By Perry Anderson
New Left Review
The great Marxist intellectuals of the period—Adorno, Sartre, Lefebvre, Althusser, and so many others—developed their ideas in radical disconnexion from any close contact with popular politics. Italian Communism alone permitted, for a season, a classical circuit between original theory and organized practice, within the framework of a mass party. For a decade, Magri took the political opportunity it offered, before the pci dispensed with his loyalty. Did it ever realize what it lost in doing so? One day in Biella, when he was still a young cadre, after they had spent a night together working on a speech to be given by his superior, Enrico Berlinguer—before he became leader of the party—told him: ‘Magri, you have yet to learn that in politics one needs the courage of banality.’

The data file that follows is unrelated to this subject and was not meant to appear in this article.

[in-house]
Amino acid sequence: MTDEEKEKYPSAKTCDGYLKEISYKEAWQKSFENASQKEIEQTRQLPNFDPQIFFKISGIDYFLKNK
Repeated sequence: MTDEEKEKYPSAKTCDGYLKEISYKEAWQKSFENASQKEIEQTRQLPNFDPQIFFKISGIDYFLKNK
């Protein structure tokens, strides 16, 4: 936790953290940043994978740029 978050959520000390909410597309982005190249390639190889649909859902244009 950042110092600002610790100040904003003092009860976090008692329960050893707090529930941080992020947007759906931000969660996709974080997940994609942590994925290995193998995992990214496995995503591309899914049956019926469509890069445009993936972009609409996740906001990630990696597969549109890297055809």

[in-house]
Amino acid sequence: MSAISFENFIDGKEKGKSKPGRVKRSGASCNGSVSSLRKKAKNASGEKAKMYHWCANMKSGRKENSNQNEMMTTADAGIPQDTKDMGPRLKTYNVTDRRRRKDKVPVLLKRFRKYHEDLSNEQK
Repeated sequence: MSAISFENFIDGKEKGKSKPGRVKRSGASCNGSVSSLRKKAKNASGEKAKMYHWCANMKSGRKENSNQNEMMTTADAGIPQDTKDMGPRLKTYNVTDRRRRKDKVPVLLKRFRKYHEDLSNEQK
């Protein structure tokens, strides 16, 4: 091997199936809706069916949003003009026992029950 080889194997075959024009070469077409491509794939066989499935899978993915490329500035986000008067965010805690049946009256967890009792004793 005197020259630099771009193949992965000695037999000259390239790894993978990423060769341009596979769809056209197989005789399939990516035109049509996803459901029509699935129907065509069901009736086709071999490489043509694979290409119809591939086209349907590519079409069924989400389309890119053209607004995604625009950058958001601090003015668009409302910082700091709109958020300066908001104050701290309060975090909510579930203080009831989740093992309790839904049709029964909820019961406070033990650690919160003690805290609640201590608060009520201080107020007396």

Such was the self-awareness of officialdom, at its most lucid. Magri had another kind of political courage: the kind that Gramsci displayed, in notebooks that were never banal.
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